Member Highlight: Nuri Aydinel, Crown Pacific Fine Foods/Eat Local Distribution

Tell us a little bit about your background.

I came to Washington when I was 16 as a foreign exchange student from Turkey.  My family has been farming primarily cotton in Turkey so I have a little background with that.  Cotton is an important agricultural export and quite popular so that’s why my parents did it.

I came back to Washington when I was 18 to attend college because I already had friends here, knew the area and the schools.  I majored in Business and Economics and graduated from University of Washington.

I am relatively new to the food industry but I was familiar with local food production back in Turkey. It was normal to visit the markets with all kinds of fresh produce that looked and tasted delicious.  I first met Tony Ataee (Founder, Crown Pacific), because I was thinking of importing Turkish apricots.  As I talked with Tony, I realized it was not feasible for me to do because the margins were too small. So I began helping out around here and then jumped right in when the opportunity came up. I’ve been with Crown Pacific for about a year.  Now I help build the business, expand into new growth markets, etc.

What can you tell us about Crown Pacific Fine Foods and something called Eat Local Distribution?

Crown Pacific was founded in 1982.  We are a small business, less than 35 employees.  We have an 80,000 sq. ft. facility in Kent and stock over 9,000 specialty foods, confections and a full line of food service deli items. We ship to our customers either via our fleet of refrigerated trucks that drive up to Bellingham and down to Olympia, or via UPS or other common carriers.  Although we do business outside the area, our core is here in Northwest Washington.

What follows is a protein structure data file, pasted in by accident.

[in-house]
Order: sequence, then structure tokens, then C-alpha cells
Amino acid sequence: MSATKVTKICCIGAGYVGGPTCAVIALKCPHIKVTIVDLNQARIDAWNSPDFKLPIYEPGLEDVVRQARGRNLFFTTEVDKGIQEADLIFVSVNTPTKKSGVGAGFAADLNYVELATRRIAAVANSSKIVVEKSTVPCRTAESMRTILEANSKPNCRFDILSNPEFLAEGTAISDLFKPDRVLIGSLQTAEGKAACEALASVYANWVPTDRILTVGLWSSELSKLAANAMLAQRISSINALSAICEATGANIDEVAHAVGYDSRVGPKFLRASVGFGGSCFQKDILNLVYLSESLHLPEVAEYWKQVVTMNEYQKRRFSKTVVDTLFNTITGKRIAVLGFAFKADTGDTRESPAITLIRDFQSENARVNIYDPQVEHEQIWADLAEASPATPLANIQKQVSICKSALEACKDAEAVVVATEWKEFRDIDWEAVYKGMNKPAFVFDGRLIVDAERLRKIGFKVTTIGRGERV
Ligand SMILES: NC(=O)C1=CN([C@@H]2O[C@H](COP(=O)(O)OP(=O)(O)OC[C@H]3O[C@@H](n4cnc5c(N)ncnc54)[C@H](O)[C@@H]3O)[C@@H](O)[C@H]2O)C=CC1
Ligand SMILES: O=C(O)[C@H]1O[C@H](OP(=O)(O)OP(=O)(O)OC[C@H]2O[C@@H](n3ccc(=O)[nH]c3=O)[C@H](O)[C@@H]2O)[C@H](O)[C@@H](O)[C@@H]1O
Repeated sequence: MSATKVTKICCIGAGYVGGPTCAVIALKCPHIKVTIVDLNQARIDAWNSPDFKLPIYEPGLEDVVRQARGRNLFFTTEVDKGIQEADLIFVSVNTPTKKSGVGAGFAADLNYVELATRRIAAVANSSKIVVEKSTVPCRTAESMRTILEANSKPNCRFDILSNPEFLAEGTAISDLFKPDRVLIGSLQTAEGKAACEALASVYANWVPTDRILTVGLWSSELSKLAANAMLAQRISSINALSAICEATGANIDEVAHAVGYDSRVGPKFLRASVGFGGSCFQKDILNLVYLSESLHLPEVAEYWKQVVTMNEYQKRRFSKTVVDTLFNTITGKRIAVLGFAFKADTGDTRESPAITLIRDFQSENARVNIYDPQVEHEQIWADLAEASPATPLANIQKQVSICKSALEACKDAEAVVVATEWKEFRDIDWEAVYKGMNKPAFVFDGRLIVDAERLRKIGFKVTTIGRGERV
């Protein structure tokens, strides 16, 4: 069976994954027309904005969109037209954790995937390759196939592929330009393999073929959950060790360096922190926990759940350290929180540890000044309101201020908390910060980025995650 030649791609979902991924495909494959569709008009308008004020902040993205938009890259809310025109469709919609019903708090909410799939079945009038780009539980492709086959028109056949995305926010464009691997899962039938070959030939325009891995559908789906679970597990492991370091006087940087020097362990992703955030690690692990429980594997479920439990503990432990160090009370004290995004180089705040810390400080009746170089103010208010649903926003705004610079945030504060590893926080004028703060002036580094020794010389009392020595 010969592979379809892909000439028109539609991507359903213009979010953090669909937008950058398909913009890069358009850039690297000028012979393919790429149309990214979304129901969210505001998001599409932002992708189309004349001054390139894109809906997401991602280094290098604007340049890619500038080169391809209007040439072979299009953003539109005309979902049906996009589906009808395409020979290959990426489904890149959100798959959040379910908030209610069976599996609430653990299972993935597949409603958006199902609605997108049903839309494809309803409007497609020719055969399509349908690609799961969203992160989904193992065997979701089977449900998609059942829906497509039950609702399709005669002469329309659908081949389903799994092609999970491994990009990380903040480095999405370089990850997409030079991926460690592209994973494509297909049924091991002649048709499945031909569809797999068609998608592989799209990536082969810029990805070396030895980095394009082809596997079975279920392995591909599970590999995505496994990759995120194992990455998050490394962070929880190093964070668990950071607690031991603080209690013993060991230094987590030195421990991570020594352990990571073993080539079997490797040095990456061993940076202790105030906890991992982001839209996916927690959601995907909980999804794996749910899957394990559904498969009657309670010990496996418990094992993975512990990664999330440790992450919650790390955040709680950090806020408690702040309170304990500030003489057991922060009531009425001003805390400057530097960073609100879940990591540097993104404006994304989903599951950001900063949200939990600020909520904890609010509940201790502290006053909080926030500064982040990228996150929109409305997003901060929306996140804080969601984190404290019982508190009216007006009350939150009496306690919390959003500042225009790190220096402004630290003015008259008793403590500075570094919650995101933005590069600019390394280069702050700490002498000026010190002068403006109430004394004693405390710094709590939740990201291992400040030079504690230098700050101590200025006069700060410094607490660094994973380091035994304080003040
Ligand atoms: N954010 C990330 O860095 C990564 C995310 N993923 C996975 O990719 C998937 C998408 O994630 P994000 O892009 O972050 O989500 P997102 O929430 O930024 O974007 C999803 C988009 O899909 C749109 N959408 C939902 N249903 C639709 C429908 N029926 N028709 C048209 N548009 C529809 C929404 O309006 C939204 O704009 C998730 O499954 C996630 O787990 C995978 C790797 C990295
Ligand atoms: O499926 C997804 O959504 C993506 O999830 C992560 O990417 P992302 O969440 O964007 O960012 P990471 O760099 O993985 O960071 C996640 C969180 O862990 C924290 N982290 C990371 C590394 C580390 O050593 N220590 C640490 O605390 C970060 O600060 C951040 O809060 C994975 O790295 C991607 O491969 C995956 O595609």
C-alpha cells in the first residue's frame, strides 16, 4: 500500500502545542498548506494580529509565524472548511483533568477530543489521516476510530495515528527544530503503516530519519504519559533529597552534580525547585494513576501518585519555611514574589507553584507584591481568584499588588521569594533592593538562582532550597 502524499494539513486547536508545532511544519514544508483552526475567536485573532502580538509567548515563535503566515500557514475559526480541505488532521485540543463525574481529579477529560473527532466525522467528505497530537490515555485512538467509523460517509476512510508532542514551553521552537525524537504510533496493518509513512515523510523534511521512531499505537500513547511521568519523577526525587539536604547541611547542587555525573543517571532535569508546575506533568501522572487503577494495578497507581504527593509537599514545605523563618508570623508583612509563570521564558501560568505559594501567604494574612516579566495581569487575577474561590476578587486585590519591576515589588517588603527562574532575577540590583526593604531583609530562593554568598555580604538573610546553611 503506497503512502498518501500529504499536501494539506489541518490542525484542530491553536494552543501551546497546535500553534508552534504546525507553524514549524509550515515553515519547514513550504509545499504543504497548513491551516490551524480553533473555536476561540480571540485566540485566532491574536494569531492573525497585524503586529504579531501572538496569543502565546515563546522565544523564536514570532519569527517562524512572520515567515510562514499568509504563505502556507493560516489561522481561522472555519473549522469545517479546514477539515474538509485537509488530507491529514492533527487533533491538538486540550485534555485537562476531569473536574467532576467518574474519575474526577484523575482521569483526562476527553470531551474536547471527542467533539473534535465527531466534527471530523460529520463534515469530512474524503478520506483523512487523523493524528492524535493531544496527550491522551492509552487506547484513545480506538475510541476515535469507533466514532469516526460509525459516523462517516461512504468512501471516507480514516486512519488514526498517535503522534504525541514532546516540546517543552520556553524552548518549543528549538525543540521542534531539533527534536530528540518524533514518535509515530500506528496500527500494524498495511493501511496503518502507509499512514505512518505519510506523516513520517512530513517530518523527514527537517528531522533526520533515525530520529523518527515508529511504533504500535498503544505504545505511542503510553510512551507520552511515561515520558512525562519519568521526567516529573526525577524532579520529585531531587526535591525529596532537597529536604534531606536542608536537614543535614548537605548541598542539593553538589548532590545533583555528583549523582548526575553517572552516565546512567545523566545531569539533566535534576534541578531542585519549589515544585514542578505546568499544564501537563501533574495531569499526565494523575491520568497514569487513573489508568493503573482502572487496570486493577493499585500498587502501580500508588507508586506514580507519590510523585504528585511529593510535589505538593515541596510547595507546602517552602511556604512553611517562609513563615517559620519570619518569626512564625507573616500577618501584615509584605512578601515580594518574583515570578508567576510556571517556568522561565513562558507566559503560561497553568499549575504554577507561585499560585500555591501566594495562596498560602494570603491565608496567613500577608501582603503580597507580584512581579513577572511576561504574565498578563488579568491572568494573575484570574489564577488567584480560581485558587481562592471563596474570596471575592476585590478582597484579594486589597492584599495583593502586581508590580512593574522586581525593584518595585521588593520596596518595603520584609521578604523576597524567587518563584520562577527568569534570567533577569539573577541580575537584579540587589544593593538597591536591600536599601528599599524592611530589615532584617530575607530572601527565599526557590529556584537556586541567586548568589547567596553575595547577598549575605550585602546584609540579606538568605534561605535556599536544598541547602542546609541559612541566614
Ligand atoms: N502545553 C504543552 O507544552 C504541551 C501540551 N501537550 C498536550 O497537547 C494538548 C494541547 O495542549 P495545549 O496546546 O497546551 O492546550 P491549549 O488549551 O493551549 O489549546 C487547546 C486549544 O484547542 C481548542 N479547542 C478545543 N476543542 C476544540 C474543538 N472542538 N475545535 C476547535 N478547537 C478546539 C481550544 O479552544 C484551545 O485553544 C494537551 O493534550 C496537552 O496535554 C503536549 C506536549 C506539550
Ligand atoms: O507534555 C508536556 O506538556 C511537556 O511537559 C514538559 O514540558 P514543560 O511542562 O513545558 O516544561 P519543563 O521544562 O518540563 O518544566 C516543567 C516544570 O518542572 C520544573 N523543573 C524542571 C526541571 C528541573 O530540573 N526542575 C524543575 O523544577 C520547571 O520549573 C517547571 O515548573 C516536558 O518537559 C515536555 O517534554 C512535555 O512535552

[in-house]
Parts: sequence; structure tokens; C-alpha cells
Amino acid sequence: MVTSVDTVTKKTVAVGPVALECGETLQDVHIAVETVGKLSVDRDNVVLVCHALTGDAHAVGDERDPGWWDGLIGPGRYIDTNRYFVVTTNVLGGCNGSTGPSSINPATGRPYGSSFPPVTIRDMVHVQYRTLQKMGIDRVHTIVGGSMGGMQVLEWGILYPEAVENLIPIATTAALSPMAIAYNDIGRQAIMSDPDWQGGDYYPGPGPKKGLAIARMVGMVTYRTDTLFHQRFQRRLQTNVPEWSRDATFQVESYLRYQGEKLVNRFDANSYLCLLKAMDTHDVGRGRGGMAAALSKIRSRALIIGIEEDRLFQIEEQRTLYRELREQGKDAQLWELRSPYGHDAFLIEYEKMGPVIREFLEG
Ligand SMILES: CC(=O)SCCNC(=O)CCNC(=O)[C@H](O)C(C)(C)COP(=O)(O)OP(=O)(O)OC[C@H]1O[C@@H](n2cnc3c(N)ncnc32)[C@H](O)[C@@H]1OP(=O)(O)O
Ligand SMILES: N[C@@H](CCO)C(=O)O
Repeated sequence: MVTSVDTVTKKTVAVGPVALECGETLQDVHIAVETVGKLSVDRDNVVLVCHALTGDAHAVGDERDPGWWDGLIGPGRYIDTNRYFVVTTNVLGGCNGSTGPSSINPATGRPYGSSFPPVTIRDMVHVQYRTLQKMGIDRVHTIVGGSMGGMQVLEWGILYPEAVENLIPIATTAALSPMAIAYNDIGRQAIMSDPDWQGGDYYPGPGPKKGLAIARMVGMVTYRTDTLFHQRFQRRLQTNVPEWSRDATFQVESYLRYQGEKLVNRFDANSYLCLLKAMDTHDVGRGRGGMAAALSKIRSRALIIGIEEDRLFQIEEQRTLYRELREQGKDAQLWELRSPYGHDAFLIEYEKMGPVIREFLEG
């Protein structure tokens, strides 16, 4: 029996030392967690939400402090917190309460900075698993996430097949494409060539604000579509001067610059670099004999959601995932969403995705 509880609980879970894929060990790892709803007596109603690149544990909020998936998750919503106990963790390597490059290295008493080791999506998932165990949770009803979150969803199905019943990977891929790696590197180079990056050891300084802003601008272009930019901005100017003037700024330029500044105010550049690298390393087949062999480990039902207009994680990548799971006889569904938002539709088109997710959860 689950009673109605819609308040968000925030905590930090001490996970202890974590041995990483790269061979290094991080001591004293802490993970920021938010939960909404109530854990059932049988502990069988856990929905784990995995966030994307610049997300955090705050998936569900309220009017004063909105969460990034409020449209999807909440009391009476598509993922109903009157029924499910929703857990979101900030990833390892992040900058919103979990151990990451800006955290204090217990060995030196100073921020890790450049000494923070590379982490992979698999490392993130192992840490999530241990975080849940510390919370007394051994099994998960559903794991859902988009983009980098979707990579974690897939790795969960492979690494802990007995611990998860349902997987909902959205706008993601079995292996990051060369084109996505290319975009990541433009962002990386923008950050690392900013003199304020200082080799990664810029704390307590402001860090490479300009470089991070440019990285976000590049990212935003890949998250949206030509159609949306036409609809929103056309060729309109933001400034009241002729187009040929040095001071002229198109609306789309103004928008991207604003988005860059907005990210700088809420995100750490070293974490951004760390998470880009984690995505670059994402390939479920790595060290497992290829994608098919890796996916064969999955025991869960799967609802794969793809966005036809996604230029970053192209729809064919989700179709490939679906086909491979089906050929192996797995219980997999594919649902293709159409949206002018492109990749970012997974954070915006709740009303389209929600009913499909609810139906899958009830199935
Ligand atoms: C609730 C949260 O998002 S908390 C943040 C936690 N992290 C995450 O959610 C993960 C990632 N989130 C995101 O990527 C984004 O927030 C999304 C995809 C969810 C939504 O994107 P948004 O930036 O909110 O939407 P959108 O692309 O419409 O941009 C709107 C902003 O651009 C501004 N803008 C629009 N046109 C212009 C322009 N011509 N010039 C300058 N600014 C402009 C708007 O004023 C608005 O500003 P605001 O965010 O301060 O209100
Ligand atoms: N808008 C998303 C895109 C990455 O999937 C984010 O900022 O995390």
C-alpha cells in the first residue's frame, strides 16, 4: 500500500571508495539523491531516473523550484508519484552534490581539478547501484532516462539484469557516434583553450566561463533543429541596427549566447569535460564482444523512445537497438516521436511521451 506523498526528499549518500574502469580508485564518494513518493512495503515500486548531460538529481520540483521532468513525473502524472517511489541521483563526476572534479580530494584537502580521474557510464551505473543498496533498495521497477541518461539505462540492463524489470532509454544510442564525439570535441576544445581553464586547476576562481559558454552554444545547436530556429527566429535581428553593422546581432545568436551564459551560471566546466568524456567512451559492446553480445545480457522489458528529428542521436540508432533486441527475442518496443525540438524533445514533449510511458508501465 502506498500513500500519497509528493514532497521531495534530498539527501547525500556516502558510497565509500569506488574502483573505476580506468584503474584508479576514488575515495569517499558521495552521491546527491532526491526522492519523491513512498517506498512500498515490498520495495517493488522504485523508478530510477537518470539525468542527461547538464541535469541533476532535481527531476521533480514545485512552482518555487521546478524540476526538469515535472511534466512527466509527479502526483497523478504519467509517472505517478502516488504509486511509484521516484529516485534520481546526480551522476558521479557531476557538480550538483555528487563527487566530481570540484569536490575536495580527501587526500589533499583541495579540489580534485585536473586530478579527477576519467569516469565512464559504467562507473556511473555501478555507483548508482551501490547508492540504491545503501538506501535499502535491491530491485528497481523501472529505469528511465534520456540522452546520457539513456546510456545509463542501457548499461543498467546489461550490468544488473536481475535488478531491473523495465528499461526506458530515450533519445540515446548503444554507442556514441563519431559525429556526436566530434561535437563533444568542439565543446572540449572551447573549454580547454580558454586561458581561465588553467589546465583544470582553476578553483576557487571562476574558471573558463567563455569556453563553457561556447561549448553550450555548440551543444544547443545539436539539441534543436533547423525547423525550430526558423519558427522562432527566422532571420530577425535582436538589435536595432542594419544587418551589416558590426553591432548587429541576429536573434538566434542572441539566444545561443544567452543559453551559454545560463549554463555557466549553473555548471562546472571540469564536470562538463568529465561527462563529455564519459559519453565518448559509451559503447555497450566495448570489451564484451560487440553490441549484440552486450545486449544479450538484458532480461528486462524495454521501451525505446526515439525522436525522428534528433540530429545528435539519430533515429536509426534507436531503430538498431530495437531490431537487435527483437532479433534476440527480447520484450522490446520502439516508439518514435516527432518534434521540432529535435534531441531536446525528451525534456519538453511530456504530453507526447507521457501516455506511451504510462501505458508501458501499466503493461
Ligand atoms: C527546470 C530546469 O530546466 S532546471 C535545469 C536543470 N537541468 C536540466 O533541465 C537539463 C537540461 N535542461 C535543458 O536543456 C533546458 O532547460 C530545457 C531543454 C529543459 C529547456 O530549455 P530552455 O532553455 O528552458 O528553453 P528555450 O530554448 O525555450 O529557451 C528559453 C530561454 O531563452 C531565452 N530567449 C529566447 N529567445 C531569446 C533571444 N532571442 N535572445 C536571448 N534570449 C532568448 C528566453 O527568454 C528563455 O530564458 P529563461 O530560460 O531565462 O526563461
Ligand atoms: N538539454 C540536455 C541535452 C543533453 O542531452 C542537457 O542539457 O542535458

We recently created a subdivision called Eat Local Distribution. We are building distribution solutions for local producers. http://eatlocaldistribution.com. With 30 years of experience in the food industry, Crown Pacific Fine Foods has established a strong distribution network in the Northwest. Every day, we deliver fine confections and gourmet specialty goods to hundreds of retailers and restaurants across the region. We take pride in our flexible transportation solutions for various needs at a fraction of the cost by utilizing the existing network. We want to share our experience and tools through our new subsidiary Eat Local Distribution. Eat Local Distribution is a local hub that connects producers with restaurants and retailers. At Eat Local Distribution we can create customized solutions for local distribution needs, helping local producers play a larger part in the local agricultural food network.

What makes Crown Pacific unique?

I think what makes us unique is our flexibility.  We work well with retailers like Whole Foods Market and PCC, because we can deliver according to their needs, we can have our employees in the stores taking care of products, whatever they need, we are flexible enough to create a the ideal situation for them. While retailers/food service benefits from our work, we figured local producers could also benefit.  We can accept drop offs here seven days a week or we can go to the farm and pick it up. It doesn’t have to be impossible for us be the delivery agent for local producers. Our goal is to create distribution solutions for local producers.